Log Cabin Republicans are a deluded group who work to persuade their fellow Republicans not to be homophobic, as one might try to persuade bank robbers not to rob banks. As Falstaff put it, ‘Why, Hal, ’tis my vocation, Hal. ‘Tis no sin for a man to labor in his vocation.’ It’s Republicans’ vocation to pick the side of pointless hostility in any controversy, and it’s a mug’s game to try to talk them out of it.
A former President of the Log Cabinners, Gregory Angelo, above, wrote an editorial in the Washington Examiner earlier this month explaining why a proposed new Equality Act would be a bad thing.
Don’t be fooled by the name: The Equality Act is legislation that would compromise American civil rights and religious liberty as we know it. All reasonable Americans, especially gay Americans who support pluralism and tolerance, should oppose it.
The promise of the so-called “Equality Act” is to enshrine comprehensive protections for lesbian, gay, bisexual, and transgender people into federal law. If passed, it would ensure that Americans could no longer be fired from their jobs, denied housing, or discriminated against without consequence. It’s a noble goal, and one that 69 percent of Americans support, according to a recent poll.
But! But! Don’t be fooled.
But dig deeper into the details of the “Equality Act,” and sensible people will find that this is bad legislation that will set back the cause of true equality, perhaps by decades.
Most astonishingly, the “Equality Act” includes next to no exemptions for religious liberty.
Shock-horror – how could anyone even write such a piece of legislation in God’s own country? If someone wants to fire a lesbian or evict a gay man because God says heterosexuality is mandatory, who are mere legislators to say no? God has a veto on all legislation, and don’t you forget it!
While no Catholic priest could be compelled by the “Equality Act” to perform a same-sex marriage, for example, Catholic Charities would see any claim to federal funds eliminated as long as they enforced moral policies in line with Church doctrine.
That’s sloppy wording; he must mean “moral policies on mandatory heterosexuality,” not moral policies in general. An Equality Bill wouldn’t eliminate funding for Catholic Charities because they preached charity, for instance. So he means the homophobic moral policies, but he fails to explain why Catholic Charities should receive federal funding while discriminating against people for theocratic reasons.
In the run-up to the United States Supreme Court marriage equality decisions of 2013 and 2015, gay advocates such as myself promised those we disagreed with that allowing same-sex couples to marry would have no effect on them, their families, or their faith.
Passage of the “Equality Act” would make liars out of the lot of us. It would put the nonprofit status of religious charities at risk; it would force mom-and-pop businesses to participate in same-sex marriage ceremonies; and it would flout bedrock principles that have served as the foundation of the American experience for centuries.
Which bedrock principles? Ones that say churches and priests should be able to exclude and punish people for no good reason other than “Jesus said”? I don’t think that can be called a bedrock principle.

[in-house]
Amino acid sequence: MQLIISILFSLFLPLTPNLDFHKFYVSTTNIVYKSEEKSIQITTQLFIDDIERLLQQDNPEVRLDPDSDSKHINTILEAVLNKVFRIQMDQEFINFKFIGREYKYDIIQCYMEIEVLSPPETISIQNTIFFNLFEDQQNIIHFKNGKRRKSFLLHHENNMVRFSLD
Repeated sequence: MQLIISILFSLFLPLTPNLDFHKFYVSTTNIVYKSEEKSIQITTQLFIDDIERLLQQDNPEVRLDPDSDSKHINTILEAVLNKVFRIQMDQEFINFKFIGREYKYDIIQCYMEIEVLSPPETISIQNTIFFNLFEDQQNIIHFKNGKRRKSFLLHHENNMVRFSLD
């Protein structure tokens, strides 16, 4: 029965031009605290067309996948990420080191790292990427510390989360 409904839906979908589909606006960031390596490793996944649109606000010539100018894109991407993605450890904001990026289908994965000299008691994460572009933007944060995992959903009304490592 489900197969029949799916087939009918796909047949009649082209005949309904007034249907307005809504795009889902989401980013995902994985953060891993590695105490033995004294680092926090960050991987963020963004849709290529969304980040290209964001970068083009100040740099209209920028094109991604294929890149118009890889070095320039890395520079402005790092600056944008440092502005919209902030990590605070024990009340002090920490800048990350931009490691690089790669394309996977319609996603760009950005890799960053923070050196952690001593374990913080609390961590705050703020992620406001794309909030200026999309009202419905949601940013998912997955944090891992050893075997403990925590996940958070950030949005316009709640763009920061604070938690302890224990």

John Riley at Metro Weekly brings in lawyers to explain what Angelo got wrong:
But several legal experts working for various civil rights groups have blasted Angelo’s rhetoric and what they say is a misrepresentation of what the act actually does.
“The Equality Act incorporates protections for LGBT people using the existing civil rights framework that has been in place for 50 years with respect to race discrimination, national origin discrimination, sex discrimination and discrimination based on religion,” says Jenny Pizer, the law and policy director of Lambda Legal.
I wonder if 50 years is long enough for bedrock principles to form.
Sunu Chandy, the legal director of the National Women’s Law Center, which is backing the Equality Act, echoes Pizer’s comments.
“The Equality Act does not change the longstanding exemptions that are already contained in federal civil rights laws. For example, there are exemptions for religious entities, like churches and mosques and synagogues, that allow varying kinds of protections. There’s also religious protections for individuals in the workplace to have religious accommodations. Those don’t change. There’s also some protections under Federal Housing law for religious entities. … Whatever religious exemptions or religious entities that are available under Federal civil rights laws would remain, and whatever religious protections workers have in the workplace would remain.”
But are we sure no small bakery will ever be forced to make a wedding cake for … Those People?
Rose Saxe, the deputy project director of the LGBT and HIV Project at the American Civil Liberties Union, notes that the alleged harms that Angelo claims will befall adoption agencies, religious organizations, or business owners with conservative religious beliefs have not occurred in the 20 states with robust, LGBTQ-inclusive nondiscrimination laws.
While Catholic Charities has claimed it has been “forced” to close in some states because of its refusal to place children with prospective adoptive or foster parents who are same-sex couples, they have done so of their own accord.
Ah yes, that refusing to follow the law translated to being forced to close down trick. Let us be mean to people or we’ll quit!
I think the lesson here is never try to persuade a political party that has contempt for human rights that it should be fair to just this one set of people and you’ll ignore all the others. Just work with the parties that do give a damn about human rights.